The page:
For example, there is growing evidence suggesting that alteration of the composition of gut microbiota can impact on a wide range of neurotransmitters, including dopamine, norepinephrine, serotonin, and gamma-aminobutyric acid (Buffington et al. 2016; Strandwitz 2018). This evidence allows one to hypothesize that the manipulation of these neurotransmitters by bacteria may have an impact on different aspects of the host’s behavior by affecting the related cognitive functions (Johnson and Foster 2018a, b). Notably, though the mere production of neurotransmitters by GM is not conclusive proof that GM has an influence on the host’s cognitive activity, it should be also considered that there is preliminary evidence that the neurotransmitters produced by GM actually reach the central nervous system, exerting a causal role on it (Kiraly et al. 2016; O’Donnell et al. 2020; Strandwitz 2018). Our argument that cognition extends to the activity of GM relies on such encouraging results and on the optimistic, although quite reasonable, assumption that further evidence will confirm the available data. At present, a growing amount of experimental research supports this hypothesis, suggesting that the activity of the gut microbiota has a causal effect on central cognitive functions, such as those underlying emotions, decisions, and memory (for a detailed review, see "Discovering the impact on cognitive function by the Gut Microbiota" section).

The focus on the functional aspect is crucial. In this respect, it is important to recall how the MGB axis should be intended as profound and plural bidirectional crosstalk among different organs’ activities through the mediation of microbiota rather than a precise, well-defined anatomic structure. As already mentioned, it has also been argued that the functioning of GM, due to its ecological relationship with the host, is dependent on events occurring in the nervous system, which reinforces a two-way functional role along the MGB axis. Indeed, while the activity of GM shapes the activity of the agent’s nervous system, the activity of the nervous system affects that of GM (on the causal nature of this interaction see further "On causality" and ""Microbiota-host relationship: beyond symbiosis and the holobiontic perspective" sections).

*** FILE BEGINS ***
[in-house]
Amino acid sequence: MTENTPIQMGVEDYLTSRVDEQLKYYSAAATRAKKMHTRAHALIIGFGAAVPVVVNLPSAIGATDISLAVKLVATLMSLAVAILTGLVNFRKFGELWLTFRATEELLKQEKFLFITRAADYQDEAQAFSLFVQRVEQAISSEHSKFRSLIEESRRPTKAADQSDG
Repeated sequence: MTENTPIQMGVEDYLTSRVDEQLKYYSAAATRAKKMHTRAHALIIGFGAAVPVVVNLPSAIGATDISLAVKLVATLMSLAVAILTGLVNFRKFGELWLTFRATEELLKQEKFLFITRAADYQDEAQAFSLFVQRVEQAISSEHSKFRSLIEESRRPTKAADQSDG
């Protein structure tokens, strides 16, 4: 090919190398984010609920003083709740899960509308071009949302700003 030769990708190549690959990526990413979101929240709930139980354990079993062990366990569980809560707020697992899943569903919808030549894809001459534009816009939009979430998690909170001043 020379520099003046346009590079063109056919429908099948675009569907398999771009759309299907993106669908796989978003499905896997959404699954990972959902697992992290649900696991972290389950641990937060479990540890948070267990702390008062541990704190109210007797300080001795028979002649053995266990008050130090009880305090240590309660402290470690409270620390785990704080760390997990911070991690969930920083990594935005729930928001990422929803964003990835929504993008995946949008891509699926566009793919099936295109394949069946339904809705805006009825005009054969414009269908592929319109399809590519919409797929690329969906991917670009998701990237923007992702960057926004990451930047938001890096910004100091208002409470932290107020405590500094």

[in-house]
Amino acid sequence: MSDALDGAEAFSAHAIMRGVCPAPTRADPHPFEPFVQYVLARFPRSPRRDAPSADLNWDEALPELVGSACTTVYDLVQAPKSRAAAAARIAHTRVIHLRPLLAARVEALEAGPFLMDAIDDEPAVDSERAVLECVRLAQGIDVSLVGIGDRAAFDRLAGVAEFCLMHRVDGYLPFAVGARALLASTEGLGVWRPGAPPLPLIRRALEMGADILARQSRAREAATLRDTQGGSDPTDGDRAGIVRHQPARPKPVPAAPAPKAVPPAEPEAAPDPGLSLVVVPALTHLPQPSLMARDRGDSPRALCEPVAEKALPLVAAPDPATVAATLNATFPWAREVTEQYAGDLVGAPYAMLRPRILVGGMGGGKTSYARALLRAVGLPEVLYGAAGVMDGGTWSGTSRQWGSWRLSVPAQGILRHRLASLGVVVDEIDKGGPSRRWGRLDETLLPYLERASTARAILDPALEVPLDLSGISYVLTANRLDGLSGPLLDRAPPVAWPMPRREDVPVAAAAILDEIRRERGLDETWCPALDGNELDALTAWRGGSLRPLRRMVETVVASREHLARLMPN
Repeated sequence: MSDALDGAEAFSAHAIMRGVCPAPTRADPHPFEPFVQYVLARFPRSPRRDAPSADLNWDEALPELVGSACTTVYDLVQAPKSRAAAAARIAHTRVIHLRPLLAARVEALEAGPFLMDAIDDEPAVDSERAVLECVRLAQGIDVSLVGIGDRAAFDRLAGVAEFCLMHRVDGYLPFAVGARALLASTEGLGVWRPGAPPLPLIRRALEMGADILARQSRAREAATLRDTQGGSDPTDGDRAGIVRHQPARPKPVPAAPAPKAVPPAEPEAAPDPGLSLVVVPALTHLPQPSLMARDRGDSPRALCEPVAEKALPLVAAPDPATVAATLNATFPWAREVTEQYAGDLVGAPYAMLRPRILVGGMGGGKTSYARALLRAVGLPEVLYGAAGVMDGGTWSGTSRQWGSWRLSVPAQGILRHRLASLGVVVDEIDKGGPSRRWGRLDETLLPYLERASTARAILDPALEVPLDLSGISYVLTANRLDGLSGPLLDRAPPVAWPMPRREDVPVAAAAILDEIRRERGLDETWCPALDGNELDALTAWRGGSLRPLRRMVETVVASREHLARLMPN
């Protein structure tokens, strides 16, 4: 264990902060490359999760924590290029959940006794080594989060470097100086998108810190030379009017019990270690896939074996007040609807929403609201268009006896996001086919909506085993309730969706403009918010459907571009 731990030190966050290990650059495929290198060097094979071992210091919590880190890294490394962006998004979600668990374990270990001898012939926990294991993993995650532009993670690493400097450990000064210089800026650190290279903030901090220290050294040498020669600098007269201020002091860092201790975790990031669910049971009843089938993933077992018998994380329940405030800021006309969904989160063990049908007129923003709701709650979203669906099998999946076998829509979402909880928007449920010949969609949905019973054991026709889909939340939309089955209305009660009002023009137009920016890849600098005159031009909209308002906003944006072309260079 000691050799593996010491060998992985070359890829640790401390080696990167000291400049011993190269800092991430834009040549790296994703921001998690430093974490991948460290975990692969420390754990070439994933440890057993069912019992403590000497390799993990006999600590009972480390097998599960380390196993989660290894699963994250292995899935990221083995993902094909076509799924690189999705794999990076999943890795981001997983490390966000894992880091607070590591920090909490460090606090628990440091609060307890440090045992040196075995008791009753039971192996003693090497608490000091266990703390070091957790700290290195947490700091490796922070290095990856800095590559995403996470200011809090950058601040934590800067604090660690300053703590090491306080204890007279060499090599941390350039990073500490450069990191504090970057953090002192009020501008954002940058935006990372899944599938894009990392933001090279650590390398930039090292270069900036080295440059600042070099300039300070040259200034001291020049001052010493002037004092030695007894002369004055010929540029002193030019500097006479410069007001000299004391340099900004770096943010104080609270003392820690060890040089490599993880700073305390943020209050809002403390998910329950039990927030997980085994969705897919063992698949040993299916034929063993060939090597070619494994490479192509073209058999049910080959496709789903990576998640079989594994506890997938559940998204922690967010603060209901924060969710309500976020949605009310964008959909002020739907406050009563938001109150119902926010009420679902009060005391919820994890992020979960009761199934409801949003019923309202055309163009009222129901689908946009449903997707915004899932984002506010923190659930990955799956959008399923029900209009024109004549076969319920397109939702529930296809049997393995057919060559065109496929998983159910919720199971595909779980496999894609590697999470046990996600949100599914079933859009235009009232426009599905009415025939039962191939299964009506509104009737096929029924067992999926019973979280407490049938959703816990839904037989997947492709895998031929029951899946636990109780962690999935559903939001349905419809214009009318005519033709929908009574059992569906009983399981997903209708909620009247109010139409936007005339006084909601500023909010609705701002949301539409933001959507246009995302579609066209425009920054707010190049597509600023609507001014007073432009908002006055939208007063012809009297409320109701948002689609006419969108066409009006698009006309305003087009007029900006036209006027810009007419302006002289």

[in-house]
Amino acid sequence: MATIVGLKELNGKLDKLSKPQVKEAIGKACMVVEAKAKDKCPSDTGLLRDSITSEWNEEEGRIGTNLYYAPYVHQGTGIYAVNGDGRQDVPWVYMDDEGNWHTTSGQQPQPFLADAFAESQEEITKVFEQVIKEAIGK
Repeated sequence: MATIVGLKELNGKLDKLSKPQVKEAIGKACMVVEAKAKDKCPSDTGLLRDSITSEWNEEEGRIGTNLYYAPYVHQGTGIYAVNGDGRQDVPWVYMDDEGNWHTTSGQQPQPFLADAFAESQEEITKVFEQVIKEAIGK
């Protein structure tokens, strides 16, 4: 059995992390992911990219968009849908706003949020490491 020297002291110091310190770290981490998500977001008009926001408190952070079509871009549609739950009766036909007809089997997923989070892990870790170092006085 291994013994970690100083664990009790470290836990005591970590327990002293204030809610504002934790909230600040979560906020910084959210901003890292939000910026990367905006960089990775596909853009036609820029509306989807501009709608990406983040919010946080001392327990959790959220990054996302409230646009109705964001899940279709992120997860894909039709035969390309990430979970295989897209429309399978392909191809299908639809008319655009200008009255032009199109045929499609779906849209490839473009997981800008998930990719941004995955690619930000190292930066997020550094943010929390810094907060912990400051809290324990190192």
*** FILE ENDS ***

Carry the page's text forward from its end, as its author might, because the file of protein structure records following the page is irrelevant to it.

The aim of the paper, whose argument draws on these experimental discoveries, is twofold. First, we show that, if this evidence is confirmed, there are enough empirical arguments to claim that GM has a genuine cognitive role in shaping several aspects of the agent’s behavior.Footnote 3 Second, if so, as we shall argue, the MGB system should be considered as a physical realizer of our ‘internally extended’ cognitive system.

From an evolutionary perspective, more and more recent evidence supports the idea that both sides of the MGB axis have evolved and been developed in connectionFootnote 4 (Rook et al. 2017; Foster et al. 2017a, b), so that their functional interaction is required for the accomplishment of specific cognitive functions. Indeed, recent studies suggest also that many kinds of symbiotic interactions might be seen and modeled as results of coevolution and thus should be functionally investigated under a common perspective (Huitzil et al. 2018). To this extent, the series of processes that are usually ascribed to the exclusive work of the brain can be considered as extending outside the ‘boundaries of our skull’, involving also the causal events that characterize the interaction between the human gut, its community of microbiota and the nervous apparatus.